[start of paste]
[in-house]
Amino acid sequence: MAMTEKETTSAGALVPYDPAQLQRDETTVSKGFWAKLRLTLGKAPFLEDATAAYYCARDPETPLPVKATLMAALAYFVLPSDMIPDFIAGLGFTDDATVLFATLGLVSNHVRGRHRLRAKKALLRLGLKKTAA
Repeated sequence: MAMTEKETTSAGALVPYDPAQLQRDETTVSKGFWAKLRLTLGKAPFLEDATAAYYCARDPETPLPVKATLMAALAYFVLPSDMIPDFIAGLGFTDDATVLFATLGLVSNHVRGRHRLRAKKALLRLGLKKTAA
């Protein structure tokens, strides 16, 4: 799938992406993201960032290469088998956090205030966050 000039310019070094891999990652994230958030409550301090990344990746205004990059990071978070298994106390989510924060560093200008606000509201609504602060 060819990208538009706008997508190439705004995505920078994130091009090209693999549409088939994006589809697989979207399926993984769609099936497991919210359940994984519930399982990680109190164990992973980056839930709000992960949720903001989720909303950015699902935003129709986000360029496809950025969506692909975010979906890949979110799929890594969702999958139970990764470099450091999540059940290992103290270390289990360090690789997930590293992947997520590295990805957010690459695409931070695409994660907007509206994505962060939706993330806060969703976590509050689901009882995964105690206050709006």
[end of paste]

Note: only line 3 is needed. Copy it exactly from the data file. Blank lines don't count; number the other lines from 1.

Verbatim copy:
Repeated sequence: MAMTEKETTSAGALVPYDPAQLQRDETTVSKGFWAKLRLTLGKAPFLEDATAAYYCARDPETPLPVKATLMAALAYFVLPSDMIPDFIAGLGFTDDATVLFATLGLVSNHVRGRHRLRAKKALLRLGLKKTAA